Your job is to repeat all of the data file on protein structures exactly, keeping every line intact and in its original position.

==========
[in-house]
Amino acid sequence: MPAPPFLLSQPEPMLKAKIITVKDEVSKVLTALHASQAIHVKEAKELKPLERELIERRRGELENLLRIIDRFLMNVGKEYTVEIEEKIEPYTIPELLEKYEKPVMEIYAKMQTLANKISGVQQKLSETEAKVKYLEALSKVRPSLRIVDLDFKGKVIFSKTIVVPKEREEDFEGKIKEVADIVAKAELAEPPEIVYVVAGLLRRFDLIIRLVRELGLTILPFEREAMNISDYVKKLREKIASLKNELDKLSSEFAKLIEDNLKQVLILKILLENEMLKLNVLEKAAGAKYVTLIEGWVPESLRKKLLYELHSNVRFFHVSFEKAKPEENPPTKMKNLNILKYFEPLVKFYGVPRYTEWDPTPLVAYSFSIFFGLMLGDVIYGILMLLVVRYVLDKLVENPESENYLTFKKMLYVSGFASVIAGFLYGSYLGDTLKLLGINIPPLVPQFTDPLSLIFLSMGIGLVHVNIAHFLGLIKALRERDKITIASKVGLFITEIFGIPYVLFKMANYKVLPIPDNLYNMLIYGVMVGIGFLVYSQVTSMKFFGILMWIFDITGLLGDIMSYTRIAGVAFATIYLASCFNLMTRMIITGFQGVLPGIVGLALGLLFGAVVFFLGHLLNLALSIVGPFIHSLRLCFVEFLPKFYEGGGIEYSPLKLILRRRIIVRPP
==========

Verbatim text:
[in-house]
Amino acid sequence: MPAPPFLLSQPEPMLKAKIITVKDEVSKVLTALHASQAIHVKEAKELKPLERELIERRRGELENLLRIIDRFLMNVGKEYTVEIEEKIEPYTIPELLEKYEKPVMEIYAKMQTLANKISGVQQKLSETEAKVKYLEALSKVRPSLRIVDLDFKGKVIFSKTIVVPKEREEDFEGKIKEVADIVAKAELAEPPEIVYVVAGLLRRFDLIIRLVRELGLTILPFEREAMNISDYVKKLREKIASLKNELDKLSSEFAKLIEDNLKQVLILKILLENEMLKLNVLEKAAGAKYVTLIEGWVPESLRKKLLYELHSNVRFFHVSFEKAKPEENPPTKMKNLNILKYFEPLVKFYGVPRYTEWDPTPLVAYSFSIFFGLMLGDVIYGILMLLVVRYVLDKLVENPESENYLTFKKMLYVSGFASVIAGFLYGSYLGDTLKLLGINIPPLVPQFTDPLSLIFLSMGIGLVHVNIAHFLGLIKALRERDKITIASKVGLFITEIFGIPYVLFKMANYKVLPIPDNLYNMLIYGVMVGIGFLVYSQVTSMKFFGILMWIFDITGLLGDIMSYTRIAGVAFATIYLASCFNLMTRMIITGFQGVLPGIVGLALGLLFGAVVFFLGHLLNLALSIVGPFIHSLRLCFVEFLPKFYEGGGIEYSPLKLILRRRIIVRPP